A Rare Fruit Holiday

'Best of Both Worlds' was the theme of the Festival of Fruits hosted by Hawaiian Tropical Fruit Growers(HTFG), in conjunction with Californian Rare Fruit Growers(CRFG).

The State of Hawaii consists of a number of islands, and as part of the conference, visits were made to plantations or orchards on various islands.

We arrived one week before the fruit conference was due to commence, and fortunate enough to able to visit historical site such as Pearl Harbour which was shut down by federal government a week later due to some domestic political standoff back on US mainland.

Friday, 27th of September
Prior to the start of the conference, we visited the Lyon Arboretum, part of the University of Hawaii. On its 194 acres site, it maintains something like 5,000 tropical plant species of edible and ornamental plants. Here's a link to Friends of Lyon Arboretum newsletters.

After lunch we headed out to Frankie's Nursery. We had a guided tour of the nursery, had a fruit sampling and also opportunity to buy some fruits in season and fruit trees as well. Here we saw a large collection of tropical and sub-tropical fruit trees.

In the evening we were treated to a wonderful dinner at the Kapiolani Community College(KCC) put together by the Culinary Institute of the Pacific which is part of the KCC.

Saturday, 28th September
Some of us had the opportunity to visit the KCC Farmers Market early in the morning before the start of the conference. The market is fairly close to where the conference was held.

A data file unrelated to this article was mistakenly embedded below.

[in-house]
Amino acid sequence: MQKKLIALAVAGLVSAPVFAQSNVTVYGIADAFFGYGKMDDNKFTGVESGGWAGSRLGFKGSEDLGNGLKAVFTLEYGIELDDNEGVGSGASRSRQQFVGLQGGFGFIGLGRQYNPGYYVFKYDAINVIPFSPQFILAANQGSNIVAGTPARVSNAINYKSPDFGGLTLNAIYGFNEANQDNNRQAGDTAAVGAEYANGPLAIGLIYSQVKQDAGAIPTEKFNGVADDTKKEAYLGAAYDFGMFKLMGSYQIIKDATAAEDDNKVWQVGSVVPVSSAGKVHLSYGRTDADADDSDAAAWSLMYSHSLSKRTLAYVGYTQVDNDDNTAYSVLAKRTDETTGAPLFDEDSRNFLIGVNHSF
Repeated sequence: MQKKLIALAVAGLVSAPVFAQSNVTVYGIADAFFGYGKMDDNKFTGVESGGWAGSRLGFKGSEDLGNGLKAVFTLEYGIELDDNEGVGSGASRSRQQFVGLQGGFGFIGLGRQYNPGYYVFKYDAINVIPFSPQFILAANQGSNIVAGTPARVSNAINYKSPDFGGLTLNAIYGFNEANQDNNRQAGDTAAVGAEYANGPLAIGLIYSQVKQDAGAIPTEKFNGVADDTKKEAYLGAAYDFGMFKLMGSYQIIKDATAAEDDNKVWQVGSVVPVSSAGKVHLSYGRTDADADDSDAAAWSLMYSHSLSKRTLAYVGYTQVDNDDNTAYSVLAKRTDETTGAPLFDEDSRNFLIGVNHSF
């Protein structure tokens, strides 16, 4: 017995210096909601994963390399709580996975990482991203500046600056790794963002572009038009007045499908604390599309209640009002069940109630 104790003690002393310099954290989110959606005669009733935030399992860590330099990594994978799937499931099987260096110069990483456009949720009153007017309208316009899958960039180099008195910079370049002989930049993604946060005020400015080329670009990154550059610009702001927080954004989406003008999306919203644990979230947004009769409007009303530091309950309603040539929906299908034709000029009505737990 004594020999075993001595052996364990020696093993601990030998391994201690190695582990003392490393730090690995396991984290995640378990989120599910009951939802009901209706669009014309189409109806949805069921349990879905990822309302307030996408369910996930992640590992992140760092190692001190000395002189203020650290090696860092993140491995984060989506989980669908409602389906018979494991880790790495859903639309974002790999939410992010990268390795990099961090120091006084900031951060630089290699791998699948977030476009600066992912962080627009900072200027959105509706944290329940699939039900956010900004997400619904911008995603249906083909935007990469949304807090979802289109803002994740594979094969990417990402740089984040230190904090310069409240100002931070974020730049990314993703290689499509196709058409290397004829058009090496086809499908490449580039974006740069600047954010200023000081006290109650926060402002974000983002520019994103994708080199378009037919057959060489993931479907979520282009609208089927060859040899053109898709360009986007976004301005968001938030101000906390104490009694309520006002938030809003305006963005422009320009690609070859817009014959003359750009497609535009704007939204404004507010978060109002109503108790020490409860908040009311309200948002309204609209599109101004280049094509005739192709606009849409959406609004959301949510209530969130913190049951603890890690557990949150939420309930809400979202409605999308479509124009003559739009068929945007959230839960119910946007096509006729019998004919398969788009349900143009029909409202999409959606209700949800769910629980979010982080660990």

The proceeding of the conference was very informal in my opinion. Not knowing the individuals from both the CRFG and HTFG, it was hard initially knowing who is who. Keynote speaker was Chris Rollins, who is the founder of the South Florida Tropical Fruit Growers. Jim West spoke about Fruits of Ecuador, lots of which are new to western world. Roger Meyer spoke about how he started with Jujubes (Chinese Dates) and his later dealings with Kiwi fruit.

We had lunch, then most of us then attended breakout sessions on topics such as:

Later, some of us had to head down to the pier to catch the cruise due to leave port in the evening. HTFG did a good job scheduling the activities after the conference to coincide with the cruise schedule of the Norwegian Cruise Company. Some of us chose to fly to Maui.

Sunday, 29th September
Arrived Maui Island in the morning, had an early breakfast on board cruise ship. A few vans came and picked us up to depart for Hanna(2.5 hr), the vans were driven by Master Gardeners of HTFG.

Visited Ono Farms and some wonderful fruit tasting and a guided tour of the farm. It is a 50-acre certified organic, family-owned and operated farm. Chuck and Lilly opened up their house to let us all in for more fruit tasting because of their membership of the HTFG. I tasted one of the best home-made jams made by Ono Farms, something special, I thought, was one of Surinam cherry with a dash of chilli.